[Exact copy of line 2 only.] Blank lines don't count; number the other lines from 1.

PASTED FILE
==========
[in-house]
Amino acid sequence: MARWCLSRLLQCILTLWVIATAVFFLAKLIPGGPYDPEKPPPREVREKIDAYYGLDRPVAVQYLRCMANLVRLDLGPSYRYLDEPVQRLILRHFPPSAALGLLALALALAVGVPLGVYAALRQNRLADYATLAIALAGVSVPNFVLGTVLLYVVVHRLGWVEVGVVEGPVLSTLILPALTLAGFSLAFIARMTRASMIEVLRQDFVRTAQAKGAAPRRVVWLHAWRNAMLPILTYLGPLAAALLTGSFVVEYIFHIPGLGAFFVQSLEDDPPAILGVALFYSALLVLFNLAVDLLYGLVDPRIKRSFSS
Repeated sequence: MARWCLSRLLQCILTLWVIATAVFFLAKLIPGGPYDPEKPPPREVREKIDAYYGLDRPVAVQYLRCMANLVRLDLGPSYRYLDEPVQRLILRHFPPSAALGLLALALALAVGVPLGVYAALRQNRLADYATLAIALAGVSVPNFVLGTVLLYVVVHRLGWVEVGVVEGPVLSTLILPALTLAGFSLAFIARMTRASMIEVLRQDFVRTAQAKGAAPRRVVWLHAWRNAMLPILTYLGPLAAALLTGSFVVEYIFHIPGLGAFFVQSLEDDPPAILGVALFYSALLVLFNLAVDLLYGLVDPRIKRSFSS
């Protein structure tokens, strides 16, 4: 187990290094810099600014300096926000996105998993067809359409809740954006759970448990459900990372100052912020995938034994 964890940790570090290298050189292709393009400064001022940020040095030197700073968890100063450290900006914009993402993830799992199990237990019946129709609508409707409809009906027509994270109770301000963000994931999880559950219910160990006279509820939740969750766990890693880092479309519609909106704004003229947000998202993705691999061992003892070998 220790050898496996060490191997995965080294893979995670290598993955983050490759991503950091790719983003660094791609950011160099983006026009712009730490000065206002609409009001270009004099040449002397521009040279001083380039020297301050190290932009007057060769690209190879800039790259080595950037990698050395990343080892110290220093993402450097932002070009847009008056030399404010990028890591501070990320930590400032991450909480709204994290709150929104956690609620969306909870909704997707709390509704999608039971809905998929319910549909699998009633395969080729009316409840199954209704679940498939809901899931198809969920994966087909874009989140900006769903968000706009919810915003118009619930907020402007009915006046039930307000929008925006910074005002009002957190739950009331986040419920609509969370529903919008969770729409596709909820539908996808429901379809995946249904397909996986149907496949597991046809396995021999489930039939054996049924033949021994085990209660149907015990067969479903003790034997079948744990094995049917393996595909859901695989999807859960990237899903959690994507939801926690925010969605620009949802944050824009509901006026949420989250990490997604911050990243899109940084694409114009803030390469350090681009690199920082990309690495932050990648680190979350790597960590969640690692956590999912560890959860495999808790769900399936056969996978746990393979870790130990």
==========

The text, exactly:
Amino acid sequence: MARWCLSRLLQCILTLWVIATAVFFLAKLIPGGPYDPEKPPPREVREKIDAYYGLDRPVAVQYLRCMANLVRLDLGPSYRYLDEPVQRLILRHFPPSAALGLLALALALAVGVPLGVYAALRQNRLADYATLAIALAGVSVPNFVLGTVLLYVVVHRLGWVEVGVVEGPVLSTLILPALTLAGFSLAFIARMTRASMIEVLRQDFVRTAQAKGAAPRRVVWLHAWRNAMLPILTYLGPLAAALLTGSFVVEYIFHIPGLGAFFVQSLEDDPPAILGVALFYSALLVLFNLAVDLLYGLVDPRIKRSFSS